By: Chania Crawford and Camryn Lanning
Joseph V. Baker (1908-1993)
Our first pioneer, Joseph V. Baker, is accredited as being the first Black public relations firm owner.
Baker was born August 20, 1908, in Abbeville, SC. He began his media career in 1920s Philadelphia studying journalism at Temple University. He was the first Black writer for the Philadelphia Inquirer, one of the oldest daily news publications in Philadelphia.
After his career in journalism, he then worked as a PR consultant for the Pennsylvania Railroad. Shortly after, he found Joseph V. Baker and Associates, paving the way for generations to come. The historic PR firm emerged in 1934 and initially focused on Black media and audiences.
Some of Joseph V. Baker and Associates' most notable clients include the American Tobacco Company, Carrier Corporation, Chrysler, the Gillette Corporation, Scott Paper Company, RCA, Procter & Gamble, NBC, U.S. Steel, Western Union and the Association of American Railroads.
As for Baker’s work with PRSA, he was elected president of Philadelphia’s chapter in 1958. Along with being the first Black president, he was also the first Black individual to earn his Accreditation in Public Relations (APR).
Bayard Rustin (1912-1987)
Our second pioneer, Bayard Rustin, is famously known for being one of the key advisors to Dr. Martin Luther King Jr. and helped to organize MLK’s “March on Washington.”
Rustin was born March 17, 1912, in West Chester, PA. He attended Wilberforce University and Cheyney State Teachers College. In the 1930s, he moved to New York City to study at City College of New York.
Before his work with MLK, Rustin had a long history of protesting various civil rights and anti-war issues. He lived his life as an openly homosexual man during a time when homosexuality was criminalized.
He began working with MLK in the 1950s, organizing many micro-protests during the civil rights movement. He became a key organizer of MLK's most famous, “March on Washington,” in which MLK delivered his “I Have A Dream Speech.”
After MLK’s death, he continued to assist civil rights protests and lived out the rest of his days advocating for human rights.
Inez Y. Kaiser (1918-2016)
Our third pioneer, Inez Y. Kaiser, is accredited with being the first Black woman to own her own public relations firm.
Kaiser was born April 22, 1918, in Kansas City, KS. Initially, she studied economics at Pittsburg State University and worked as a columnist for various newspapers around the country.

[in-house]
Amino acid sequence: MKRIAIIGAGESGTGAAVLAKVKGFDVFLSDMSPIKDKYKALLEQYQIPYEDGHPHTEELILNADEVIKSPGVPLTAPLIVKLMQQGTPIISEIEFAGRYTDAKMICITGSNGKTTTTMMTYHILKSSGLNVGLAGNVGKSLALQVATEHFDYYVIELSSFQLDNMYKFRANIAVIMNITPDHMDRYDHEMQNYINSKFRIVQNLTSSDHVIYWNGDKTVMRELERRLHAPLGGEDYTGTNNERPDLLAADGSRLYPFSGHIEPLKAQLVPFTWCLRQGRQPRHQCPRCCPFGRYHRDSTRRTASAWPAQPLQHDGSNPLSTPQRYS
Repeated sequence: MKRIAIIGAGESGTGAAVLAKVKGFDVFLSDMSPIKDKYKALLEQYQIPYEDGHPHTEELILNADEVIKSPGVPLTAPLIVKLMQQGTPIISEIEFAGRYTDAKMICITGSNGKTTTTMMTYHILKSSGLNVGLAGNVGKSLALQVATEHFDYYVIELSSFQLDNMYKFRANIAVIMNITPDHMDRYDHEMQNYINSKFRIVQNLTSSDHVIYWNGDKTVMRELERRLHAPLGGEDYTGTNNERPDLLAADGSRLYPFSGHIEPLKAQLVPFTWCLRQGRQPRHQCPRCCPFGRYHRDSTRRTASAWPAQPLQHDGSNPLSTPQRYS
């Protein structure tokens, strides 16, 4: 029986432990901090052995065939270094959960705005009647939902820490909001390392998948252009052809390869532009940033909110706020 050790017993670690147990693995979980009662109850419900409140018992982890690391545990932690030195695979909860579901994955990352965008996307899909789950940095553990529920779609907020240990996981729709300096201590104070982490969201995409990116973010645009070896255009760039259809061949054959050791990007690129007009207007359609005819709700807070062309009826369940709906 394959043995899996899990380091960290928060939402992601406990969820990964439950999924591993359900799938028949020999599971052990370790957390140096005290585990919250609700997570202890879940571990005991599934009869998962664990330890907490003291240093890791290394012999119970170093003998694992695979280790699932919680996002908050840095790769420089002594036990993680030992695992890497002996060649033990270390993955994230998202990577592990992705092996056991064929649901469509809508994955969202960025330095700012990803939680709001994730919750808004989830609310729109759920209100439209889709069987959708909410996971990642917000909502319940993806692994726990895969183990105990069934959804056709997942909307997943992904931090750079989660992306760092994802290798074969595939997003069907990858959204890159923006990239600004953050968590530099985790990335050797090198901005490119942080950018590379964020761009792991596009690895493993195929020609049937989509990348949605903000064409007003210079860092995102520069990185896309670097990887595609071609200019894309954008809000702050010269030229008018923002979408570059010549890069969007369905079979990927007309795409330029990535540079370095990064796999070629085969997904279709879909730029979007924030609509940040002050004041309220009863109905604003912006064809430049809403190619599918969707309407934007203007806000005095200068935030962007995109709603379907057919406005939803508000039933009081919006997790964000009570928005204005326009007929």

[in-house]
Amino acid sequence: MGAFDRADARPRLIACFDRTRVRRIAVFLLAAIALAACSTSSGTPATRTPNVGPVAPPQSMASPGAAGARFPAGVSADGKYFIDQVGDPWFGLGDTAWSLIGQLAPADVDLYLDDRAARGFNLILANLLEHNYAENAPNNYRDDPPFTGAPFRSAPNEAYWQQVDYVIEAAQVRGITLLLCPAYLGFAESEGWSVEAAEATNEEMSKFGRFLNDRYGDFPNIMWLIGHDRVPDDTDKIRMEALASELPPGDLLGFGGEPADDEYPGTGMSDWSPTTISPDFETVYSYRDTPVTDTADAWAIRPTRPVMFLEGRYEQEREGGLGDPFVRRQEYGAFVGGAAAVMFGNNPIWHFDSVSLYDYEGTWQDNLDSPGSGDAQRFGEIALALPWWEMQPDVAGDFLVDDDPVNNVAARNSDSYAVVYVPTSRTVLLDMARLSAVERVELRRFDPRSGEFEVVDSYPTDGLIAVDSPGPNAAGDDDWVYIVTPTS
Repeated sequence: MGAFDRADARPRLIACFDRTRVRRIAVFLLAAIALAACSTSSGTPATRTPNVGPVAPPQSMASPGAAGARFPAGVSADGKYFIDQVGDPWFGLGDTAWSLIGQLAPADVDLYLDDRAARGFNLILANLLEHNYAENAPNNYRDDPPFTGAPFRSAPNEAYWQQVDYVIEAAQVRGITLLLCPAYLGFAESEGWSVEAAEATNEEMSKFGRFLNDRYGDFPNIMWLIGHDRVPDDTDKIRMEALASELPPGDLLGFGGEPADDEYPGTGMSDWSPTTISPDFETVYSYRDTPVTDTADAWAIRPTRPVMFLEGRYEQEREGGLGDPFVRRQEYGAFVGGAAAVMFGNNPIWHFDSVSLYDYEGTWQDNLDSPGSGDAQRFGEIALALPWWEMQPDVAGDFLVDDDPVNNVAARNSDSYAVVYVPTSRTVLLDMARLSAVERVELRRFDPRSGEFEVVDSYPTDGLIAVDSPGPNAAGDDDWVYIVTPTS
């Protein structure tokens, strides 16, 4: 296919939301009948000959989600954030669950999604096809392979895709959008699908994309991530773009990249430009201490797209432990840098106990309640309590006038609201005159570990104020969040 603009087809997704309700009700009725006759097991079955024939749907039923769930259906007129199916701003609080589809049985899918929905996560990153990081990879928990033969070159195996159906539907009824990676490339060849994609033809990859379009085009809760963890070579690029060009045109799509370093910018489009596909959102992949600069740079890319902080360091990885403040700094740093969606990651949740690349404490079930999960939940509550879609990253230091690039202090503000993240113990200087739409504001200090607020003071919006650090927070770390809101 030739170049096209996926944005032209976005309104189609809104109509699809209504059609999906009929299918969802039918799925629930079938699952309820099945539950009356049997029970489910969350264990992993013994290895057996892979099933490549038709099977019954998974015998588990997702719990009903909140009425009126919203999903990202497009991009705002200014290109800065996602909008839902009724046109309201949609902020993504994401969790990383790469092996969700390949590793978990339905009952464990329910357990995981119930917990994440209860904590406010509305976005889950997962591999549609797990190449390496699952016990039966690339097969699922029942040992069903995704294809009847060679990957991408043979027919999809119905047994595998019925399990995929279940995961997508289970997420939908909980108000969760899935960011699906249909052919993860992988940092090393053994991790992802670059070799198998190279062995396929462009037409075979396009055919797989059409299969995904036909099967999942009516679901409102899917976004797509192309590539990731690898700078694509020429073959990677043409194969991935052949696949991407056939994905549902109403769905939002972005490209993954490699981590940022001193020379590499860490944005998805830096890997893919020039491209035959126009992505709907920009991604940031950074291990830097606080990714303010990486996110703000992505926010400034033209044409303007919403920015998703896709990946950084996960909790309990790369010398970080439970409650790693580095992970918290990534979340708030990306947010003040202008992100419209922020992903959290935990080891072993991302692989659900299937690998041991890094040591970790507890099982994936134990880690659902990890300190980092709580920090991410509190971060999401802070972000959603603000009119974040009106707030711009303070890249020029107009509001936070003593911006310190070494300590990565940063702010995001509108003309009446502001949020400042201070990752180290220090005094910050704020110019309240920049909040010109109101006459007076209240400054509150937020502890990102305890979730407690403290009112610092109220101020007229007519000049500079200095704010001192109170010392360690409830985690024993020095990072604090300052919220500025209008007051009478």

Her career in public relations began when she leased an office in downtown Kansas City to open Inez Kaiser and Associates. Some of her most notable clients include the Jenkins Music Company, Burger King Corporation, Sterling Drug, 7UP (J. Walter Thompson), Southwestern Bell Telephone Company and Sears Roebuck & Company.
Along with creating her own PR firm, Kaiser was a great contributor to the civil rights movement. She has a history of doing work for the NAACP and helped to spread crucial messages during the civil rights movement.
Due to her great achievements in public relations, Kaiser was awarded an honorary Doctorate in Law from Lincoln University in Jefferson City, MO.
Patricia L. Tobin (1948-2008)
Our fourth pioneer, Patricia Tobin, co-founded the National Black Public Relations Society and remains a prominent figure in the world of public relations today.
Tobin was born February 28, 1948, in White Plains, NY. She studied journalism at the Charles Morris Price School of Journalism and moved to Los Angeles in 1977.
After moving to Los Angeles, she worked for KCBS-TV Channel 2 as an event organizer. In 1983, she formed her own firm, Tobin & Associates, one of the most successful PR firms in the country.
In 1987, she co-founded the National Black Public Relations Society, a communications group focused on amplifying Black individuals in the public relations industry. To this day, NBPR remains a crucial support system for providing insight and mentorship for Black individuals.